Denis Villenueve has an awful lot riding on Dune, from both a personal and professional standpoint. The last time he tackled a big budget sci-fi based on a beloved property, Blade Runner 2049 won enthusiastic reviews from critics and fans but flopped at the box office, losing Warner Bros. quite a bit of money.
Undeterred, the studio handed him $165 million shortly afterwards to mount Dune, on the provision that the filmmaker only adapt the first half of Frank Herbert’s novel to hold the rest back for a sequel. As a result, the most recurring criticism of the movie is that it feels like an incomplete story, and audiences will have to put their hands into their pockets to avoid it on HBO Max, see it in the theater and ensure it makes enough money to launch a franchise.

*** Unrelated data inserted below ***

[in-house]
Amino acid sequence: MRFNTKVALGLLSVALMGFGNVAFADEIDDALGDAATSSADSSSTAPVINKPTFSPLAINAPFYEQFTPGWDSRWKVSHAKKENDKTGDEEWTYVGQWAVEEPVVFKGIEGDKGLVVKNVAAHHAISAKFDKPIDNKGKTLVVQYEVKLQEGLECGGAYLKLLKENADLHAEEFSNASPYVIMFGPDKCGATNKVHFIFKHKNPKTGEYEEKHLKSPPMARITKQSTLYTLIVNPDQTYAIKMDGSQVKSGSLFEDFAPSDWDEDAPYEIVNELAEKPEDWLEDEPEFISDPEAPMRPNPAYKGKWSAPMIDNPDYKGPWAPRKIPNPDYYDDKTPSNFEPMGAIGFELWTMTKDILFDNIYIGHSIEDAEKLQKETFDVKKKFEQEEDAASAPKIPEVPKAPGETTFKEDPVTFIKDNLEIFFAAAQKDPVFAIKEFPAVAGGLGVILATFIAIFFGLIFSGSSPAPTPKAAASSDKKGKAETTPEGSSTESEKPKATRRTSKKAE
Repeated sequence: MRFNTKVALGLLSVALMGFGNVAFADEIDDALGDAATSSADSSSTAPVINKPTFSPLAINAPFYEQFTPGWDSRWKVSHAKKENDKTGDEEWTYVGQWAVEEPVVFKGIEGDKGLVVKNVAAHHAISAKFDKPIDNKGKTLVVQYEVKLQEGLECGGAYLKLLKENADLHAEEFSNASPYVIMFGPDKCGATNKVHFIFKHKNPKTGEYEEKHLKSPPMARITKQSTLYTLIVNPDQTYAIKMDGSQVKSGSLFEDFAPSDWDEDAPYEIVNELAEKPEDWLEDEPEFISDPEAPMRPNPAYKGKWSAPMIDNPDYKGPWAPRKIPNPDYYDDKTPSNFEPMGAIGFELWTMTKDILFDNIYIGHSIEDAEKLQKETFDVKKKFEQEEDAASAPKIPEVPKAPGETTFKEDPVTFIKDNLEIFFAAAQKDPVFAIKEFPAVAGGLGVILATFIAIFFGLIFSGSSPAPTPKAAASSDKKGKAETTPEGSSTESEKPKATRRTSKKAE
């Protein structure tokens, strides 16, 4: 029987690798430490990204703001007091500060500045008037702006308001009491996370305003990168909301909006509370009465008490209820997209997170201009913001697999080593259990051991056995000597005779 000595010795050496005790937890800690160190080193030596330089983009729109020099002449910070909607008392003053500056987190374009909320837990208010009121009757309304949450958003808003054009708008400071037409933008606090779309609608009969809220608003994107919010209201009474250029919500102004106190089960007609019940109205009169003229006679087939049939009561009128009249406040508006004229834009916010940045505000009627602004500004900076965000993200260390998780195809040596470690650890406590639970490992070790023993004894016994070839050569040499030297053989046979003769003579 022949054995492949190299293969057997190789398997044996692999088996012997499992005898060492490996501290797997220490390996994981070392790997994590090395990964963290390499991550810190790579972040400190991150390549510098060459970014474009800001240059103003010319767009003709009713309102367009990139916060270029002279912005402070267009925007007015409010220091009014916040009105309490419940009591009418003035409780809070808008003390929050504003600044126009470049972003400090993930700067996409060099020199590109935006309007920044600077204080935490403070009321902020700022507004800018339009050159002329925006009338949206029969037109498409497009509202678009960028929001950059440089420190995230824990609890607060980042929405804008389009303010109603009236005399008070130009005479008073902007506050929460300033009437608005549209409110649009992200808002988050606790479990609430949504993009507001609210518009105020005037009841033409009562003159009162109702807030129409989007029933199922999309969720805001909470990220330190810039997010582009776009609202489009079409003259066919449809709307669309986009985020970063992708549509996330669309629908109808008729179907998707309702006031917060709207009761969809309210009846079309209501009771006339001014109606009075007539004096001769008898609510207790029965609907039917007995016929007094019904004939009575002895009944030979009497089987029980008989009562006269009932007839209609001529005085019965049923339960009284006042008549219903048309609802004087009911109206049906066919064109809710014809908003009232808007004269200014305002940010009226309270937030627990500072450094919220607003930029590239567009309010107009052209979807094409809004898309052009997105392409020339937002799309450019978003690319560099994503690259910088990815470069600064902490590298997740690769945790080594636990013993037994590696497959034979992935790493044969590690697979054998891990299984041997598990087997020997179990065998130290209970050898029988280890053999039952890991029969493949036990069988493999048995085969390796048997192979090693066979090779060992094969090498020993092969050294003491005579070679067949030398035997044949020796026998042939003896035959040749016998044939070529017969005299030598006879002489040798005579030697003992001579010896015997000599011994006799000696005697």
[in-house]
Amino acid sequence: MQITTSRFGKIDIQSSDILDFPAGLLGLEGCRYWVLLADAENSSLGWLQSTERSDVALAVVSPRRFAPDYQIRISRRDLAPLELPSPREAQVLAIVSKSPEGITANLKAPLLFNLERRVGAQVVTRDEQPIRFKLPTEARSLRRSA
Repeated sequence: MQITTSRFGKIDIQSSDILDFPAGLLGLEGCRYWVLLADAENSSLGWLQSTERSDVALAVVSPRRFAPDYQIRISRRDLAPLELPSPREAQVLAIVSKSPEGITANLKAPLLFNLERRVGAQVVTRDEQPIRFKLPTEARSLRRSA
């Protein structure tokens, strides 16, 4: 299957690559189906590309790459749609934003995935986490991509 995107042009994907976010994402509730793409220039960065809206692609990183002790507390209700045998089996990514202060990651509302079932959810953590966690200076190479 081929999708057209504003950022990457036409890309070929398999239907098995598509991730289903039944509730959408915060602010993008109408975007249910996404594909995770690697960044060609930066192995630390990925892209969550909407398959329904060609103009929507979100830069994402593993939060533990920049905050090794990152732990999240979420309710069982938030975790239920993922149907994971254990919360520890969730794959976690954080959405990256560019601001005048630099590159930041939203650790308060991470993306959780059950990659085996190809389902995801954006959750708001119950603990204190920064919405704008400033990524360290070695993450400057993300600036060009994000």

No wonder Villenueve described Dune as the “project of a lifetime” during a virtual appearance at Deadline‘s Contenders event, revealing that he’s envisioned bringing the story to the big screen since he was a teenager.
“When we read a book we have images in our mind. I was trying to honor those visions, that dream. It put a lot of pressure on my shoulders, to bring to life one of my oldest dreams. Trying to please that teenager was not an easy task.”
The good news is that Dune has already earned in excess of $100 million internationally ahead of its domestic rollout on the 22nd of this month, and a Chinese release could also generate some extra income. It’s being lauded as a modern sci-fi classic already, but watching it at home just wouldn’t be the same.